It's pronounced BALL-i-ver, for the record; no relation to the 19th-century Venezuelan revolutionary. Just 900 or so tucked snug in a narrow band between I-77 and a long stretch of farm fields. Cleveland is 60 miles north, but not in the orbit of most who lives here.

The farmhouses outside town are cluttered with Republican yard signs, a signal things may be shifting in a county that voted for Obama in 2008.

Not diner owner Kim Grimm, who talked politics while cooking up a batch of creamed chicken salad. Her vote is Democratic and held close to her vest.

"I try not to talk about it, because they can get very touchy," she said, indicating her customers.

But she also displays the swing-state tendency to say one thing but vote another. She bemoans the state of welfare, joking that she ought to get a drug addiction for the extra government check. She pays too much for health care. She feels sick about government spending,

She's hit every Republican talking point -- and Mr. Obama is her candidate.

"I wish a president could have more than two terms," she said. "Four years isn't enough, considering what he walked into."


The campaigns have spent $2 billion so far on this election. Plenty of it came here, buying ad space. In one commercial break near Canton, a radio station played nothing but candidate advertisements.

Until you've seen a "Coal Against Obama" sign stacked above a "Here Today, Yuan Tomorrow?" billboard, you have nothing to complain about.


Tim Haverstock is precisely the man you want coaching your kids. A big man -- but not so big that he can't joke about it -- he has the quiet air of a college professor in gym pants.

As programming director at the J. Babe Stearn Community Center in Canton, he was among the first to hear of Biden's visit in late October. The staff draped banners over the gymnasium walls, packed in bleachers and risers, brought in 1,000 people.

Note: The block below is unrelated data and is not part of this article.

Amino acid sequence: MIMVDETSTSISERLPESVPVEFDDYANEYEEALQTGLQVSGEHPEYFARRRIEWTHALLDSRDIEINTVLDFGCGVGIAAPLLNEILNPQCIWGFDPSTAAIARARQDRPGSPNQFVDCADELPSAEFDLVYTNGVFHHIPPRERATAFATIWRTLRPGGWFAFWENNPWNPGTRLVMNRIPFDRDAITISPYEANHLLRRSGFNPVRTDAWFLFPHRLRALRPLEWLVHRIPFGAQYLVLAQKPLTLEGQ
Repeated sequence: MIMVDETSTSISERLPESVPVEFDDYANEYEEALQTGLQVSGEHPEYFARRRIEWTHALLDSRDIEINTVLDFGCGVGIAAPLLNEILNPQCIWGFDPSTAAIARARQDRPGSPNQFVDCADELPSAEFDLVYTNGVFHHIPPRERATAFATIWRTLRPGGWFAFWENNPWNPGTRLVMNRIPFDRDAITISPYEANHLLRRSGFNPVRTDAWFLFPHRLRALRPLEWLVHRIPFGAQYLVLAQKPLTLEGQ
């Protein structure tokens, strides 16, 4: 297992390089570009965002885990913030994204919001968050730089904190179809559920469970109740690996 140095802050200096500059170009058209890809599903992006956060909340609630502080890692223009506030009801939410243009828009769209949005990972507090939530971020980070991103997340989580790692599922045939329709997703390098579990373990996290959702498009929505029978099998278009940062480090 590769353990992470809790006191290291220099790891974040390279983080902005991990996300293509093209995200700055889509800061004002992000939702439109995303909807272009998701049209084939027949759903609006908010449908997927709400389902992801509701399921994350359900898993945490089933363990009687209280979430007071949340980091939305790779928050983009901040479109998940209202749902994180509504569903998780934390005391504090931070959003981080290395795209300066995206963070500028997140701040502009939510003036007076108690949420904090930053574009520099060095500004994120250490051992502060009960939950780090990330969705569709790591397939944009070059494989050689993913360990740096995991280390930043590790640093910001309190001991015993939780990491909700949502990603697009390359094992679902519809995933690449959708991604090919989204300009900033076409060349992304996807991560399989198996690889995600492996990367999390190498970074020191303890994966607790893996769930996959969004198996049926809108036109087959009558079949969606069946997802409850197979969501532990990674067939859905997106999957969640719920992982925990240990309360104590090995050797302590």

The next day, a caller left Mr. Haverstock a message promising never to donate to his center again. The director shakes his head. "We have different people with very strong opinions," he said. "You should be able to debate stuff with people, but you don't have to think alike."

He's lived his whole life in Canton, a town of about 70,000 people that held 110,000 a half century ago. Its biggest claim to fame these days is the Pro Football Hall of Fame.

As a nonprofit, the community center takes no stance in political issues. Neither would Mr. Haverstock, who was busier Thursday keeping an eye on the pair of boys shooting hoops than talking politics.

But he offered what might be the answer to the question nagging this long journey: What makes Ohio so special? Why is it the one that hasn't picked a side?

You notice then that his eyes are blue and unblinking.

His mother was a union steward, he begins. She was also a single mother. A lot of people in Canton come from the background and share his story.

The struggles here didn't start with the Great Recession. They're old and ever-present, passed to this generation from the past like a worn heirloom.

"We've had some very tough times ... these times aren't new to us," Mr. Haverstock said. "People in Ohio have had to fight hard to keep their families going. We do pay attention and we do listen because of those reasons."

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Andrew McGill: or 412-263-1497 First Published November 4, 2012 4:00 AM